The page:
SBA Relief Loan Options: What is Best for Dentists?

By Mark Schmidt

As dentists grapple with the COVID-19 crisis, mandatory office closings and limited patient appointments leave many concerned about the future. Without income, cash flow is limited to cover even day-to-day operational costs and expenses.

With so much information available on federal government relief programs, many are unsure which option is best for their needs. At the same time, lenders across the country are working closely with the Small Business Administration (SBA) to understand the details and help borrowers access funds. Let’s take a look at some key provisions that can help dentists determine the best course of action.

Relief from payments on new and existing SBA loans

First of all, good news about payment relief: If you already have an SBA 7 (a) loan, 504 loan, or microcredit, the government will pay the next six monthly payments for you. Perhaps more importantly, any new loan from the SBA, with the exception of the Paycheck Protection Program, taken out over the next six months, will see the first six payments taken by the SBA.

This is a great option for practice owners doing long-term planning and could be a great incentive to help get businesses back up and running. It’s a solid package: You get long terms, large amounts, and SBA payments for six months.

Relief to retain employees

If you need immediate help in retaining your employees, apply to the Paycheque Protection Program (P3). This program is designed to lend a small business 2.5 times their average monthly salary expense, based on your last calendar year, or up to $ 10 million, whichever is less. The loan offers a very low interest rate, no collateral or personal collateral is required, and will be forfeited if used for any authorized purpose.

PPP is designed to help businesses manage the payroll as a whole, which includes salaries, tips, vacation pay, benefits, pension contributions, and some taxes. While the payroll is the defined borrowing base, the use of funds is a little different. Let’s say you borrow $ 200,000 based on your payroll; you can actually use a portion to pay mortgage interest, rent, and utilities.

At the end of the program, or after eight weeks from when you get your money, you can apply for loan cancellation, provided the funds have been used for their intended purpose. If you can confirm that you used the money in accordance with the qualifications, the loan is canceled up to the amount of the use of the funds. As long as borrowers use at least 75% of loan proceeds for salary expenses and then the remaining balance for mortgage interest, rent, and qualifying utilities, the entire loan will be forfeited.

Sole proprietors, independent contractors and independent database administrators are all eligible for PPP. Keep in mind that there are 30 million small businesses in the country and this is a first come, first served program.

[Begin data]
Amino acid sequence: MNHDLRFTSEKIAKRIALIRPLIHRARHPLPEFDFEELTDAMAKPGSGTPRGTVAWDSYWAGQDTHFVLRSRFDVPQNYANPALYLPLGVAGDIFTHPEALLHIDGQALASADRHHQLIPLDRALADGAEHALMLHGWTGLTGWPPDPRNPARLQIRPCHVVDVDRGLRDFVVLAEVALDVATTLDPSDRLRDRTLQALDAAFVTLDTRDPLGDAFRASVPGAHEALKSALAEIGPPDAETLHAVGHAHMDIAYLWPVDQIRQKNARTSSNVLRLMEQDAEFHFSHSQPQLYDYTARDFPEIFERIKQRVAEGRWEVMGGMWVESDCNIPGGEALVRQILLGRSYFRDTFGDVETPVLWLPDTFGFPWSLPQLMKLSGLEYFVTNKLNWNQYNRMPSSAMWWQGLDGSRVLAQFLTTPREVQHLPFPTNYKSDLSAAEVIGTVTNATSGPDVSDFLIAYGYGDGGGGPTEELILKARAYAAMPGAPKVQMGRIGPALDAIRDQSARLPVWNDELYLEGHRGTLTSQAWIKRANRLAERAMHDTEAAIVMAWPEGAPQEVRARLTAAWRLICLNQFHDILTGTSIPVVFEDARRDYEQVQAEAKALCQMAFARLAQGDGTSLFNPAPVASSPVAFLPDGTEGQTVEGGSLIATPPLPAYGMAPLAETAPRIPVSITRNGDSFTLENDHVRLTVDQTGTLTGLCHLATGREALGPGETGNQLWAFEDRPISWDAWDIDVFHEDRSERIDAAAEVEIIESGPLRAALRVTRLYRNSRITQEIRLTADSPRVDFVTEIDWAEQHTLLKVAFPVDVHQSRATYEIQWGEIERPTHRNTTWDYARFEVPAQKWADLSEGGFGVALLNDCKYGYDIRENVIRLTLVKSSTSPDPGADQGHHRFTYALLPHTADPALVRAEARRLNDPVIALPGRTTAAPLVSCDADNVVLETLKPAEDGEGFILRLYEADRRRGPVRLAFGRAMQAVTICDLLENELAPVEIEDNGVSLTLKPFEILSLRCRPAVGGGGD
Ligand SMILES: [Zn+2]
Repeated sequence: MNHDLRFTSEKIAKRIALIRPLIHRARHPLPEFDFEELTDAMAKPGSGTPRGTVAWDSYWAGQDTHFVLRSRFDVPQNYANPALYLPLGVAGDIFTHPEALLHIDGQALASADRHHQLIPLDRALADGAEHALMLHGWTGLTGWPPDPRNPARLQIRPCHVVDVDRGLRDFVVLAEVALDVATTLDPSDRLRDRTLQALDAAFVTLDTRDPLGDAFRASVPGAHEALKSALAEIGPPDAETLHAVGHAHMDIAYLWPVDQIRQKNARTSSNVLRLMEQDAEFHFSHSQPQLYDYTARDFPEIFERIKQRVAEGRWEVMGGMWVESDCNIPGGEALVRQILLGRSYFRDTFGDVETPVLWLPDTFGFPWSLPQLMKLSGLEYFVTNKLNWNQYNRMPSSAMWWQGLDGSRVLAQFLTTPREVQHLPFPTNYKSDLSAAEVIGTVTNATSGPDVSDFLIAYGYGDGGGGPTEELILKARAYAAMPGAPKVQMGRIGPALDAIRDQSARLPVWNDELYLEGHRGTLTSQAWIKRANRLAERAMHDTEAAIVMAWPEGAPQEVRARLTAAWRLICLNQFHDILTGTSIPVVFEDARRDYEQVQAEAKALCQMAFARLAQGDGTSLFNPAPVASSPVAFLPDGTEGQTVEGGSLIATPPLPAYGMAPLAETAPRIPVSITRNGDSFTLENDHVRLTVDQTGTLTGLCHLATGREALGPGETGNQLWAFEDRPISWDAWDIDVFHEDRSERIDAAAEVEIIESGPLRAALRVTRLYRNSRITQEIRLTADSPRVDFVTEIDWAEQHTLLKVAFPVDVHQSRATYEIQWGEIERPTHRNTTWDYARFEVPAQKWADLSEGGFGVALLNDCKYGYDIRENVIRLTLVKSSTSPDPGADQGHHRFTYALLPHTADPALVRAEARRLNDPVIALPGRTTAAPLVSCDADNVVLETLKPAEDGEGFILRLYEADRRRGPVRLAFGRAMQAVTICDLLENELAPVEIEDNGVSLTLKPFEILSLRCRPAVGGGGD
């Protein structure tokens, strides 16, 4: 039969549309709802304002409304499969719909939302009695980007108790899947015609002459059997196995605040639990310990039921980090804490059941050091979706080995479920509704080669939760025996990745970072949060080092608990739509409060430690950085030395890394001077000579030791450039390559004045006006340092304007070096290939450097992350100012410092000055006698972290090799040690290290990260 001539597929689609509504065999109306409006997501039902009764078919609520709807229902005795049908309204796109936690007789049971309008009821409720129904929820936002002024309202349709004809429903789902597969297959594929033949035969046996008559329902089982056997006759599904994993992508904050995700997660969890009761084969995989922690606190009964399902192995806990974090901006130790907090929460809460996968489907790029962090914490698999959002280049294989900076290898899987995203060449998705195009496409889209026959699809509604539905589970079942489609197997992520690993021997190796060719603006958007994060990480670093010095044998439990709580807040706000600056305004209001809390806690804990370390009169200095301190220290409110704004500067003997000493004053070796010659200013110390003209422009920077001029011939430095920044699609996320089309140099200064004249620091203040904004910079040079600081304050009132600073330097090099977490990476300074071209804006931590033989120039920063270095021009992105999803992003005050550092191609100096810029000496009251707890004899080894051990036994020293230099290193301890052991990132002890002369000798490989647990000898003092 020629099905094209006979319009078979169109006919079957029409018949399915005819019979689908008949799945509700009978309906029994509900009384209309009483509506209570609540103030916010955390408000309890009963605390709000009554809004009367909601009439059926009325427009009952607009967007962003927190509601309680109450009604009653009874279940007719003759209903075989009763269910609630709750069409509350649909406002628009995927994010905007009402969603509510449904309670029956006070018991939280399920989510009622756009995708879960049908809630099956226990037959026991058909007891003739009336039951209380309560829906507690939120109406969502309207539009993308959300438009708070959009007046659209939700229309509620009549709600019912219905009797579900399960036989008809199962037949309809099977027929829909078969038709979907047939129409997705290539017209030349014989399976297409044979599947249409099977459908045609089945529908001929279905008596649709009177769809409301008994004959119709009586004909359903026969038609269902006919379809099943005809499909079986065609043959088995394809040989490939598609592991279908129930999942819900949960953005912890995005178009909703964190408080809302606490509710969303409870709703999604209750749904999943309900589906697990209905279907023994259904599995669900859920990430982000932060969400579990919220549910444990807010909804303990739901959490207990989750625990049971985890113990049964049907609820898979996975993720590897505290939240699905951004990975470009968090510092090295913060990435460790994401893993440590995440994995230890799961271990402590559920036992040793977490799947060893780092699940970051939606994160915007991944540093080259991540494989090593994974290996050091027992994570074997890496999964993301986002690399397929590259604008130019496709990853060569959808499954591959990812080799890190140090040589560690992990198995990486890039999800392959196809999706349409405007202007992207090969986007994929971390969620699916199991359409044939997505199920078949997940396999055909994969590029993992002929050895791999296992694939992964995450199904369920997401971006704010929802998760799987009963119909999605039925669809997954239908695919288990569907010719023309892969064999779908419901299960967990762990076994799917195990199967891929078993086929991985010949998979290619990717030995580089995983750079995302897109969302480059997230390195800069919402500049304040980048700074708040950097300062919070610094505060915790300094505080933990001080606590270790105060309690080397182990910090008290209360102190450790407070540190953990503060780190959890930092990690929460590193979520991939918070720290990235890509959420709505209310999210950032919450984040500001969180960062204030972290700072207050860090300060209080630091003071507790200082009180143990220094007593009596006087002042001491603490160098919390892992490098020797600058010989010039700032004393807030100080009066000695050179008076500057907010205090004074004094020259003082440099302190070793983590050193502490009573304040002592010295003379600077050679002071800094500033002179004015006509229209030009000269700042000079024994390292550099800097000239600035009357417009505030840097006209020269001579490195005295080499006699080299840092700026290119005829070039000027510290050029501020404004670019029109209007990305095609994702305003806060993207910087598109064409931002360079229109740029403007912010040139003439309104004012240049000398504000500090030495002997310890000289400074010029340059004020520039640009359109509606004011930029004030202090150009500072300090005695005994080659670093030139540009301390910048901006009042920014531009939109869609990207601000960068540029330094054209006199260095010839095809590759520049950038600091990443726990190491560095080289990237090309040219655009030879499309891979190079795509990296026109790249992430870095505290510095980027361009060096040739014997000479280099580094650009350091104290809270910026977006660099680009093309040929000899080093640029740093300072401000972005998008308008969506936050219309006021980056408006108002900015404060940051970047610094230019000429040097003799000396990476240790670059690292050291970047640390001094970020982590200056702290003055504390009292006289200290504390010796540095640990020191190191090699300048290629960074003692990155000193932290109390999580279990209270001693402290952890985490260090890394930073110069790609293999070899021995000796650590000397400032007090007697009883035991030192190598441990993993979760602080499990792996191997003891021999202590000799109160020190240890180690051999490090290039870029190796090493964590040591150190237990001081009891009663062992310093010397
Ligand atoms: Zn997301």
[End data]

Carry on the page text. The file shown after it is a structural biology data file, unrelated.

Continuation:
Relief if your business suffers economic damage

The SBA Economic Disaster Lending (EIDL) is neither new nor part of the CARES Act; it is generally used by business owners in declared disaster areas. But now that we are facing a nationwide disaster declaration, all businesses across the country are eligible to apply for an EIDL if they have been economically injured by coronavirus.

What’s new is that the SBA now offers an Emergency Economic Damage Loan, which is essentially a grant. Dentists whose businesses have been affected by the pandemic can apply for an emergency economic damage loan and get an advance of up to $ 10,000 within three days. The advance does not need to be repaid under any circumstances and can be used to keep employees on the payroll, pay for sick leave, deal with increased production costs due to disruption in the supply chain. ‘supply or pay off business obligations, including debts, rent, and mortgage payments. According to the SBA, the grants “are backdated to January 31, 2020, to allow those who have already applied for EIDLs to be eligible to receive a grant as well.”

The American Dental Association encourages dentists to apply for an emergency loan, which can be done through the SBA’s website.

What should you get?

What you ask for should depend on the urgency and extent of your needs.

If you need immediate relief of $ 10,000, apply for Emergency EIDL; you can still get what you need with P3, but the rebate amount will be reduced by $ 10,000 (no double deduction). You cannot use two SBA loans for the same purpose.

If you need more than $ 10,000 to cover financial needs that are not urgent and not covered by the P3, consider applying for another SBA loan like a 7 (a). Borrowers can apply for a 7 (a) loan in addition to EIDL and / or PPP.


Marc Schmidt is CEO of Fund-Ex Solutions Group, an SBA non-bank lender participating in the SBA’s Paycheck Protection Program and other financial aid programs. FSG also offers the SBA 7 (a) loan. Visit fundexsolutions.com for more information. FSG is a 100% subsidiary of Bankers Healthcare Group.


Editor’s Note: Visit DentistryIQCoronavirus Resource Center to find more coverage on the COVID-19 disruption.

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